Legacy Bancorp’s entrance into the greater Capital Region’s retail banking market went off without a hitch in December when it acquired five First Niagara Bank branches, but the going was less smooth at its headquarters in western Massachusetts.
The Pittsfield, Mass., parent of Legacy Banks Wednesday posted a $494,000 net loss for the fourth quarter, a 16.4 percent improvement from a year earlier. For 2007, it recorded a net income of $1.2 million, down 55.6 percent from the previous year.
A year-end restructuring initiative that included the elimination or retirement of several senior management positions was one of the most significant drags on the bank’s balance sheets. The work force reductions and executive retirements resulted in a $1.1 million severance charge during the period that ended Dec. 31.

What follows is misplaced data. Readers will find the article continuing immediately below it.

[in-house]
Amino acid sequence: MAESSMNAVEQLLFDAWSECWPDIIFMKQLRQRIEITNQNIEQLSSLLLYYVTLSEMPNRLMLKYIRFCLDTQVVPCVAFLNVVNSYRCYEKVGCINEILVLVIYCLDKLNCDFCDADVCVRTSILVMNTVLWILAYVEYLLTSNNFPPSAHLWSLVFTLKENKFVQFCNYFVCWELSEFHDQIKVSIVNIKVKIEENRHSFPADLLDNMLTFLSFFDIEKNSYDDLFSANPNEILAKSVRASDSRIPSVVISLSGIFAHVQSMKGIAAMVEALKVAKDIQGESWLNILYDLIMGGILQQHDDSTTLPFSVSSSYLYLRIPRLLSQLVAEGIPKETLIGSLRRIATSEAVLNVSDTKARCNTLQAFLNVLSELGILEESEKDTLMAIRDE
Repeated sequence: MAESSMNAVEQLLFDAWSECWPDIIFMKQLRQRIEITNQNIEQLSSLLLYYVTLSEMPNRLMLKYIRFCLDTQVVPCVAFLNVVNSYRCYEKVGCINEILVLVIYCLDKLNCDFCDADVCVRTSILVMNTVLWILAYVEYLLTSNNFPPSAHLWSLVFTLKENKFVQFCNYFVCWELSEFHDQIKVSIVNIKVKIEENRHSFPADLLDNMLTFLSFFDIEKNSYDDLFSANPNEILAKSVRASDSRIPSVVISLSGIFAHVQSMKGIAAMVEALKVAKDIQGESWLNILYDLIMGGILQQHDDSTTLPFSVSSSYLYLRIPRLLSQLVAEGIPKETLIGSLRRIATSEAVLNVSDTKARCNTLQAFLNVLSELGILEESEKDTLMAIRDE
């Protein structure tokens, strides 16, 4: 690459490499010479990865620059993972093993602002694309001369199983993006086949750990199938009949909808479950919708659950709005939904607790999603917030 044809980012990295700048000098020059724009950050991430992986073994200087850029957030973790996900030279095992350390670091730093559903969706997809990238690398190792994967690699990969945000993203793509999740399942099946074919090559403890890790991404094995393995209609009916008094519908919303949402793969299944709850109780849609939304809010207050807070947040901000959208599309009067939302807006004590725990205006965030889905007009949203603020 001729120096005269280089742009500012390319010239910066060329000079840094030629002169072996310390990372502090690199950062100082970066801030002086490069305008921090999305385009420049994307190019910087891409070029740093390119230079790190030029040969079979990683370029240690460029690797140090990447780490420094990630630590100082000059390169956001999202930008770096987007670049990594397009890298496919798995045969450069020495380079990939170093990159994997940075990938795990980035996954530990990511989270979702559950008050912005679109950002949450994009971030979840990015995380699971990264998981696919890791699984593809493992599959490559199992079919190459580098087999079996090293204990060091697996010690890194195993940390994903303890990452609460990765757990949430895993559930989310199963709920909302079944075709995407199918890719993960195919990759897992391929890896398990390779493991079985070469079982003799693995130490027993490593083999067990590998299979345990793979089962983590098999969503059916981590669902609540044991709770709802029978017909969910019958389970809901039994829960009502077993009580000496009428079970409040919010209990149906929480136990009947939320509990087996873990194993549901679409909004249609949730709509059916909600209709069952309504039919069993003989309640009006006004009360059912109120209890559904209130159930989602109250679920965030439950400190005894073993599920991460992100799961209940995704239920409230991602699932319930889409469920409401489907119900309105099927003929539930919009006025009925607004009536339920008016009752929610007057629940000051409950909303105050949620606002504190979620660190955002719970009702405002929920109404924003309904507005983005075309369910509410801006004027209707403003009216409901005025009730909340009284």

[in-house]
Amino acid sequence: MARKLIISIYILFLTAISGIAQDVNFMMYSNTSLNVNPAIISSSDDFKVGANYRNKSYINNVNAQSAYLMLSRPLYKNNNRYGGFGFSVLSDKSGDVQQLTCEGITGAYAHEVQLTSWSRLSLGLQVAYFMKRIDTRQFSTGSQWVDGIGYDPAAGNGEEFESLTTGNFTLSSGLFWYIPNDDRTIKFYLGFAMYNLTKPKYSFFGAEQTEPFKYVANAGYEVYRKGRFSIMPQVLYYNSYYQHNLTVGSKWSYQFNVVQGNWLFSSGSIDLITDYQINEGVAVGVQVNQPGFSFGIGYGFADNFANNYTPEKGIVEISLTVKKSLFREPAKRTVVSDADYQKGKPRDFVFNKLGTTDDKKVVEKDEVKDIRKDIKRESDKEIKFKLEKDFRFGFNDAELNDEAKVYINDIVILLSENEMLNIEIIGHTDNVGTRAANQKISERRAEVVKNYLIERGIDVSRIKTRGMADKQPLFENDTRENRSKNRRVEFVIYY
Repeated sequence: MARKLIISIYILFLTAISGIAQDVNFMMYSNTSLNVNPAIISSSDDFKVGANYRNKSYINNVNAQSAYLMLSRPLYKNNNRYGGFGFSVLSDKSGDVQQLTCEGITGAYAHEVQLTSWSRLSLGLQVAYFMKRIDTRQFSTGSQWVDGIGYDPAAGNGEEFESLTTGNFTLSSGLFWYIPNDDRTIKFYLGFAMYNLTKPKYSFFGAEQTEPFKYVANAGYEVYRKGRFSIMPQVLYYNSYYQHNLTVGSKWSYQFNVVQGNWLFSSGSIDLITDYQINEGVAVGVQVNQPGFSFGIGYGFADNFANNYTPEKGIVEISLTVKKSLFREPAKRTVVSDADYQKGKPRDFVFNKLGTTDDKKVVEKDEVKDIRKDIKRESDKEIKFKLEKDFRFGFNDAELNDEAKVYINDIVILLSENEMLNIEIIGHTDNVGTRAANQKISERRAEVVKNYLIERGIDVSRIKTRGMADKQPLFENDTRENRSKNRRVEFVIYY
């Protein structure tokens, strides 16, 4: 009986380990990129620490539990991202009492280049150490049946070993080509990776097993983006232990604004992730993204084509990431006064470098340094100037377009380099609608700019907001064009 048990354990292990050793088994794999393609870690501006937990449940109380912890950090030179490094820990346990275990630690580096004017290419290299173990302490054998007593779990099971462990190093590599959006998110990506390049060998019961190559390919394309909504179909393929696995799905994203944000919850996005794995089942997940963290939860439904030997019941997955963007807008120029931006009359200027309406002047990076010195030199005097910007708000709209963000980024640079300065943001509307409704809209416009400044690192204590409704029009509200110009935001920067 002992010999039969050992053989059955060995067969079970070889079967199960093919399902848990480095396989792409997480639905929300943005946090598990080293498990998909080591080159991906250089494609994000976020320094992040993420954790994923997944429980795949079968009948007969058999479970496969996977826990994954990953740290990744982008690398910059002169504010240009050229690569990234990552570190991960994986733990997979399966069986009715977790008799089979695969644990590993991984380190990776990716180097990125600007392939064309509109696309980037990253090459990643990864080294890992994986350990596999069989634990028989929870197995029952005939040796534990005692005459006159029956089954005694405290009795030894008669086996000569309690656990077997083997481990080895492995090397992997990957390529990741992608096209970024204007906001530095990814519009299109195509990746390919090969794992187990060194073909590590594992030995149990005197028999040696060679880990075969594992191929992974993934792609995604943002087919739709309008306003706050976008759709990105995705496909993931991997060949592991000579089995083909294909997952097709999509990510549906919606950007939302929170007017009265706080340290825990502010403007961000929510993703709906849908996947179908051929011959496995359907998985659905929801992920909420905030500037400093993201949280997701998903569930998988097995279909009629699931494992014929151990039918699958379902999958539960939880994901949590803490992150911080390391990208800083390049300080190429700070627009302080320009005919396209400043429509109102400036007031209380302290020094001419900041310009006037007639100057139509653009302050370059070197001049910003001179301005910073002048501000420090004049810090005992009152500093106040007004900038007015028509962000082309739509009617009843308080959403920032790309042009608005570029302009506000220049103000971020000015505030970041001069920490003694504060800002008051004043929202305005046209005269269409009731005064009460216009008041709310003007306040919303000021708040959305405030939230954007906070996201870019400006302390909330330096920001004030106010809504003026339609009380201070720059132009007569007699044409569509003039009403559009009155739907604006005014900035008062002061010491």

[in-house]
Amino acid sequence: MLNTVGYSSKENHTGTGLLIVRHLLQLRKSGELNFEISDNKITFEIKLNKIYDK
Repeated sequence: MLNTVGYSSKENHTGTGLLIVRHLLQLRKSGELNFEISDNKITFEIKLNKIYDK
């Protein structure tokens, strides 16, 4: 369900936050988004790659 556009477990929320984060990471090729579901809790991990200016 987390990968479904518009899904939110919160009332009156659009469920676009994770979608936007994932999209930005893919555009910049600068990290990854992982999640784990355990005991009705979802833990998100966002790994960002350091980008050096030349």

Legacy entered this year with 14 fewer workers, marking a 7 percent reduction in it workforce. On Jan. 1, the bank holding company’s president and chief operating officer, Michael Christopher, stepped down, retiring from the business he helped create in 1999.
“It is disappointing to report a loss for the quarter and as a result, relatively weak earnings for the year. At the same time we are pleased that the company is positioned for a significantly stronger performance and growth in 2008 and beyond,” Legacy Chief Executive Officer J. Williar Dunlaevy said.
Much of Dunlaevy’s optimism comes from Legacy’s growing presence in the Capital Region, which started with a Colonie loan office in 2006. Along with the former First Niagara offices on the outskirts of the region, the bank has proposed a branch in downtown Albany.
During the quarter, Legacy’s deposits grew by 17.8 percent to $610.4 million, but most of that increase came from the First Niagara branches’ $76.6 million in deposits. The New York offices boosted the company’s total assets up 14.4 percent to $924.5 million.
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